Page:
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Markets plunged Thursday morning after inflation data stoked fears on Wall Street that the Federal Reserve would continue to raise interest rates aggressively. Then something strange happened.
Stocks made a tremendous comeback. The Dow Jones Industrial Average rose 1,500 points from its peak and the S&P 500 had its widest trading range since March 2020, ending the day up more than 2%.
What’s happening: The consumer price index, or CPI, rose 0.4% in September from the previous month, double the 0.2% estimate by analysts polled by Refinitiv. During the year, inflation increased by 8.2%.
The Fed can’t be happy with the report. In the minutes of the September meeting released on Wednesday, officials expressed concern about the “risk of significant adverse effects on the economic outlook” if inflation continues to accelerate.
So what explains the wide divergence between the markets and the seemingly outrageous inflation figure? A stronger-than-expected inflation report means price increases are nearing their peak. The rollercoaster market shows how investors are desperately trying to figure out what the Fed is going to do.
Meanwhile, rampant inflation is hitting households hard, Highlighting the disconnect between Wall Street and Main Street.
Big picture: Household wealth is on track for its first significant decline since the 2008 financial crisis, according to a new report by financial services company Allianz.
Global assets will shrink by more than 2% in 2022, Allianz reports. This means that households will, on average, lose a tenth of their wealth this year.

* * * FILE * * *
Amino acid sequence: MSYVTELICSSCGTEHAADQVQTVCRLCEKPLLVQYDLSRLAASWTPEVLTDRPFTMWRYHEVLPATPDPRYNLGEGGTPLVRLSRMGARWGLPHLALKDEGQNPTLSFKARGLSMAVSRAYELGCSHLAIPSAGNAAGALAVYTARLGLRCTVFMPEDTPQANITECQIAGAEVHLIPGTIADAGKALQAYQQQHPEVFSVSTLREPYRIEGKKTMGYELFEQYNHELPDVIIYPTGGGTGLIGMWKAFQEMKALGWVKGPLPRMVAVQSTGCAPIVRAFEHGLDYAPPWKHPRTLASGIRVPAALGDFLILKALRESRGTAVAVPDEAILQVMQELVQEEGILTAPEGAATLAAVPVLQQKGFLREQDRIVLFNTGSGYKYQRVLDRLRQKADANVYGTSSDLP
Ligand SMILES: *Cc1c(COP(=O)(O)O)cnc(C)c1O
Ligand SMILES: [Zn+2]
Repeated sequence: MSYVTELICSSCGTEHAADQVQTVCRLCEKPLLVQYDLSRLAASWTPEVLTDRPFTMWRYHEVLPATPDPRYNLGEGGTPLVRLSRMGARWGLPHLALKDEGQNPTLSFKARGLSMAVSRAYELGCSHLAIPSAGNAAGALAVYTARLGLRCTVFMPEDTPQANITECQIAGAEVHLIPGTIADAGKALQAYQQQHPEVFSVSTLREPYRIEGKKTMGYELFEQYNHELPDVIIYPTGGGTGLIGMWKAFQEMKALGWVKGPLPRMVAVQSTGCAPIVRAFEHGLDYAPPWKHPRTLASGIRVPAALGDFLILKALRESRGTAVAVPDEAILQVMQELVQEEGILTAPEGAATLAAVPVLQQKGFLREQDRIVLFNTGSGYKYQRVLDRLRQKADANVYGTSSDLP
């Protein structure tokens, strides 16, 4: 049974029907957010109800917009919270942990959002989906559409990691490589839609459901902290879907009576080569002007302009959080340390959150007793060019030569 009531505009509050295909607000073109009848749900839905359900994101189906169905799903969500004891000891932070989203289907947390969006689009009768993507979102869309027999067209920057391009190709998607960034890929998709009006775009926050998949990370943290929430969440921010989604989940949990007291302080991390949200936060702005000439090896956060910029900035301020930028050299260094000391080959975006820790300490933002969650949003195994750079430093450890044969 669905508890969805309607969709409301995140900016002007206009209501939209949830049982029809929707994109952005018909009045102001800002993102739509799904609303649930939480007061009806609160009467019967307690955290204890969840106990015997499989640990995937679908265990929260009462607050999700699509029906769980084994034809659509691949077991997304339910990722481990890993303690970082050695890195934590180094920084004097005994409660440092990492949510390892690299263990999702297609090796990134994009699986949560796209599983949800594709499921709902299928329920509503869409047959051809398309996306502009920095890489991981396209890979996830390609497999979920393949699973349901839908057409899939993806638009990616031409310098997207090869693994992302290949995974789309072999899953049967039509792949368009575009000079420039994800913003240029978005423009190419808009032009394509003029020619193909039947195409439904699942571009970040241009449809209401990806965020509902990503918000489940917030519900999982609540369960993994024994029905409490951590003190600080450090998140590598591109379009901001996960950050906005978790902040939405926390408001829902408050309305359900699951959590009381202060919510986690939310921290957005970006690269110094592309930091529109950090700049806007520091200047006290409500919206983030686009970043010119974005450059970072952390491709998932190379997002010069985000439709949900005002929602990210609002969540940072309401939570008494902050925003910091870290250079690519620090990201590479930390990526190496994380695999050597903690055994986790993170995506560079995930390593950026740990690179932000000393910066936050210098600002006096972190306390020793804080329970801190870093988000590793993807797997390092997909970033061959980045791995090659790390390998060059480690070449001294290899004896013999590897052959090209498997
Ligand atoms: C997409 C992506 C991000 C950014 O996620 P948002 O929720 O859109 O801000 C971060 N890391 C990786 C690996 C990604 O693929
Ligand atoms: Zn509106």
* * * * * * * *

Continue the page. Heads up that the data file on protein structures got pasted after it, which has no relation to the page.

The report paints a grim picture. The financial crisis of 2008 had a relatively quick turnaround, but current forecasts show stagnant growth in the future. The average growth of financial assets is expected to be around 4.6% until 2025, compared to 10.4% in the last three years.
Russia’s war on Ukraine has hampered the prospect of a post-pandemic economic recovery and exacerbated food and energy shortages. Inflation is rampant and central banks around the world are raising borrowing costs. Stock markets may end the year in the red: 2021 could be the last year of the ‘old normal’, with low interest rates and rising stocks,” Allianz researchers wrote.
Household debt, on the other hand, has increased all over the world. “The context of rising interest rates and higher living costs may pose a risk to household balance sheets,” the researchers report.
Takeaway: Allianz calls these changes a “tectonic shift” in global wealth that will take years. Today’s release of US retail sales for September will likely shed more light on the state of the consumer, as will earnings reports from some of the country’s biggest lenders: JPMorgan ( JPM ), Citigroup ( C ), Wells Fargo ( WFG ) and Morgan Stanley. (MS) all reports this morning.
US mortgage rates rose again this week, even closer to 7%.
The 30-year fixed-rate mortgage averaged 6.92% in the week ended Oct. 13, up from 6.66% the previous week, according to Freddie Mac. That’s the highest average rate since April 2002.